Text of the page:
Last month in Waxahachie parolee Blas Hernandez, Jr. was given his second life sentence by Ellis County courts for his latest DWI conviction. Hernandez began his string of DWIs back in 1992 when he was arrested twice in the same year. His pattern of drunk driving continued into 1996. By 1997 Hernandez had added assaulting police officers to his drunken exploits. After his third trial in 1997, Hernandez received a life sentence for driving while intoxicated. Despite the life sentence, Hernandez only spent eleven years in prison before he was paroled.
November first of last year while out on parole, Hernandez was busted again. The front of his car was badly damaged and concerned officers pulled him over. A blood sample confirmed that Hernandez’s blood alcohol level was more than twice the legal limit. Hernandez now faces a second consecutive life sentence.
Upset Cries from the Court
The Ellis County District Attorney Patrick Wilson wrote a passionate statement criticizing the parole board for letting Hernandez go and asking elected officials to prevent the situation from reoccurring. It is frustrating for one side of the criminal justice system to implement harsh punishments for repeat drunk drivers while the other side diminishes the severity of those sentences by offering parole. Wilson’s letter indicates that he believes placing Hernandez on parole threatened the general safety of the public and also wasted government resources with an additional trial.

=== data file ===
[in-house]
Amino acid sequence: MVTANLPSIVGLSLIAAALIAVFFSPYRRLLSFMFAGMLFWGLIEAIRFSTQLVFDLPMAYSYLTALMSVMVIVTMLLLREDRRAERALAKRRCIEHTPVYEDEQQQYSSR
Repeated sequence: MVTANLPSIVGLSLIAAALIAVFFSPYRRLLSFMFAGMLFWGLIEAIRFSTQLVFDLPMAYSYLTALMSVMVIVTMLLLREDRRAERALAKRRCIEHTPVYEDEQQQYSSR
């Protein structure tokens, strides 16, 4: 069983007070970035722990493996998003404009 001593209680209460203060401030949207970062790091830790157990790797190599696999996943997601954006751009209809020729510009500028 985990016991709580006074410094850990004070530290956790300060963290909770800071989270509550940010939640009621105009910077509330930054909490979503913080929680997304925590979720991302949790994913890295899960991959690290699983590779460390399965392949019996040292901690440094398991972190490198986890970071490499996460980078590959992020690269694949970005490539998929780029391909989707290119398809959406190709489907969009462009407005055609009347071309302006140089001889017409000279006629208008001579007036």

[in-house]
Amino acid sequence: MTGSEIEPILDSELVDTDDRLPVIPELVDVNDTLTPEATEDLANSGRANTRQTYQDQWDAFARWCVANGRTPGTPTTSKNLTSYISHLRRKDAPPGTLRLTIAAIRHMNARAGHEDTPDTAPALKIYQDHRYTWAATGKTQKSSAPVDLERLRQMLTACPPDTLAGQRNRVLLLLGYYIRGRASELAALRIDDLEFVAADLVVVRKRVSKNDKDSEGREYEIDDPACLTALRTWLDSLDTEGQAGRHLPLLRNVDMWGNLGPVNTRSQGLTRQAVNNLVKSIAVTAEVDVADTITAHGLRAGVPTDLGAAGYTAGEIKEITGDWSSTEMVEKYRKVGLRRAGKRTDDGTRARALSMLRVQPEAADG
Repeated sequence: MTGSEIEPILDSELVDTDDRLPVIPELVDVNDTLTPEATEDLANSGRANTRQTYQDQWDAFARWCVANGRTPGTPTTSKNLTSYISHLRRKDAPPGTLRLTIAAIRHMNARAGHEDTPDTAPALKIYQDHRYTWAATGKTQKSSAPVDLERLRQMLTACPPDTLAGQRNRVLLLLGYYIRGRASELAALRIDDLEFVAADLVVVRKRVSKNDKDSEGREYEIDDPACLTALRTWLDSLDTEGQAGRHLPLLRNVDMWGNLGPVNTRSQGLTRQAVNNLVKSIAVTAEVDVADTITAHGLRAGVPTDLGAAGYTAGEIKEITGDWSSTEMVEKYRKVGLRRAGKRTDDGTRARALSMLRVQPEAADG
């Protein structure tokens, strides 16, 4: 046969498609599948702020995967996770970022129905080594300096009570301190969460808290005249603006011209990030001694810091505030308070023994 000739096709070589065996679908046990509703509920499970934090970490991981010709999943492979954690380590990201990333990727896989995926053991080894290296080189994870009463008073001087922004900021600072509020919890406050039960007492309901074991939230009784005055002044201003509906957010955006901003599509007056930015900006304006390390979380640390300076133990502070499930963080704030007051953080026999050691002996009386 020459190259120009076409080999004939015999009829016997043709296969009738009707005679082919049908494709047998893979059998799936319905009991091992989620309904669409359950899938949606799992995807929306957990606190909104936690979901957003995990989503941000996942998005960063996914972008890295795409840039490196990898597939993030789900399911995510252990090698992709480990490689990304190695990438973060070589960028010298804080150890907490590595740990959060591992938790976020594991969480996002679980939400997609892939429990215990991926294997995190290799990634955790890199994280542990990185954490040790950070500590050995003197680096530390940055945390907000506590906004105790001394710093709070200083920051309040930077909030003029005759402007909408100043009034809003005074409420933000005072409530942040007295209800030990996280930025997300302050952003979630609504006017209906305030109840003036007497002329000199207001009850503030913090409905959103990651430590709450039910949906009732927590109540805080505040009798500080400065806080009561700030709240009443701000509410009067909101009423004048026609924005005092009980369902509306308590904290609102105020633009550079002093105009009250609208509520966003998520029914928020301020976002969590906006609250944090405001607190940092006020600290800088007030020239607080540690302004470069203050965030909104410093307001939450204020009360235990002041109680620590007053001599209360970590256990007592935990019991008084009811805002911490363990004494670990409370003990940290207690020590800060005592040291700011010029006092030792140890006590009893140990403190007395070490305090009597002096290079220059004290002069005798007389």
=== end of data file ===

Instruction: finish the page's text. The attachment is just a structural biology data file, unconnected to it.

It is worth noting that WFAA reports the parole board rejected Hernandez four separate times before releasing him on parole. The parole board has a difficult part to play in the criminal justice system. The board has to balance three important factors: 1) is the criminal a public threat, 2) has the individual changed for the better enabling he or she to contribute to society, and 3) is the system so overcrowded that pressure to parole prisoners can be overwhelming. In this case, the parole board may have gotten it wrong. Hernandez left prison only to offend again. If the parole board is failing to meet its obligations, what other government systems can help to shape a safer, more just future? That’s just the first question of many facing the justice system as we all strive to find a better solution to the problem of drunk driving.
Can a Leopard Change its Spots?
Twenty years of convictions including eleven years of prison time were not enough to change his behavior. How can we tell when a drunk driver has reformed? What could enable the parole board to better assess the likelihood of drunk drivers continuing to make the same mistake. How can we help to implement better reform programs? Unfortunately, it is difficult to know when someone has learned from their mistakes and Hernandez will not be the only drunk-driving convict to be placed on parole. Not all of them will fail as catastrophically as he did – so what can we do?
There are some opportunities on the technology side. Installing cars that only start after a breathalyzer has been administered could keep offenders on the straight-and-narrow without police oversight. There are non-technology answers like rehab programs and support groups.
It’s too late for Hernandez, but it may not be too late for others out on parole or facing the opportunity for release. Wilson is right – it is essential that we keep the general public safety in mind – but there has to be a way to find positive change.